COVID-19 restrictions are preventing some hospice patients from being able to see their family in person before they die.
Hospice nurses said they are doing everything they can right now to continue to comfort their patients, who are dying without their loved ones by their side.
End of life care can look a little different right now because of COVID-19. Nurses at Grace Hospice are wearing PPE while treating patients whether that person is dying from COVID-19 or not.
“It is a calling and when you are called to do something like this you exceed at it,” said Nancy Brittain with Grace Hospice.
Nurses say the human touch and sound are incredibly important for someone who is dying so even though the nurses are wearing protective gear, they try to keep the experience human and genuine.
“Talking to the patient and hearing is the last thing to go and so being able to give them those blessings and family saying goodbye and that they are going to be okay,” said Brittain.
Whether a person is dying at home, in a hospital or a nursing home- every place has its own rules- which means some people are dying in facilities where family and friends are not allowed inside. Doctor Michael Gorman says these restrictions, make the jobs of hospice workers even more crucial.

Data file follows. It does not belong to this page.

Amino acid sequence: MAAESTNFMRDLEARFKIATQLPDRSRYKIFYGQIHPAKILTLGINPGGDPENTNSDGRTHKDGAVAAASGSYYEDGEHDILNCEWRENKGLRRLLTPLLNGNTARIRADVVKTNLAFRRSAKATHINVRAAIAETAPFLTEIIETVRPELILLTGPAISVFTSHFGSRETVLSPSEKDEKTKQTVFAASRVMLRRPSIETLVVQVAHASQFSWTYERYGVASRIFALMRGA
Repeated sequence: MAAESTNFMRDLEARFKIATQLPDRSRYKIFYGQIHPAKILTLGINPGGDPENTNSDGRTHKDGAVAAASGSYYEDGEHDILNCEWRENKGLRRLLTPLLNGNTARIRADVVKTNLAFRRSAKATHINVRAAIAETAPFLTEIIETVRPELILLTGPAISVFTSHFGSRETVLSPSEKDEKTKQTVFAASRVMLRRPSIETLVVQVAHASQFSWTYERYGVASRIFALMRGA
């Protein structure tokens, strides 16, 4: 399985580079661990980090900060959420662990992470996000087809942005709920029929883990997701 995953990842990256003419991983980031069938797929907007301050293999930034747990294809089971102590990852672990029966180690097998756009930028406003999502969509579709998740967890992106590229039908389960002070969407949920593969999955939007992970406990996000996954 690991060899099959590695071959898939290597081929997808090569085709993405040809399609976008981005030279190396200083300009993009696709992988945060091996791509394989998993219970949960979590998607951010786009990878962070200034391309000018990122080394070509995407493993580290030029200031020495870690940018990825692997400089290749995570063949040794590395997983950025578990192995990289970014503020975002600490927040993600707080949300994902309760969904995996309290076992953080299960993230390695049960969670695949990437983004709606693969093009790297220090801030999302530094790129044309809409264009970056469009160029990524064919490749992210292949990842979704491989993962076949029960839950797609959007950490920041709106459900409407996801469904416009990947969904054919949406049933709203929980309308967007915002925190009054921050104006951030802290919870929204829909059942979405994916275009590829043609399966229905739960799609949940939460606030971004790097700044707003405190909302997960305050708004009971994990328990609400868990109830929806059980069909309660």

"We are able to actually be there, by their side and hold their hands. We are available and willing to be there," said Doctor Michael Gorman.
"A lot of times what we have been doing is using FaceTime, so that they can see their loved one and say goodbye and say their peace," said Brittain.
A hospice workers’ job is not just to be there and help someone who is passing, be comfortable, but also to explain what is happening to their loved ones, whether they are in the same room or on the phone.
"Dying is not easy," said Brittain. "It is a privilege to be welcomed into the homes of these families and they become our family."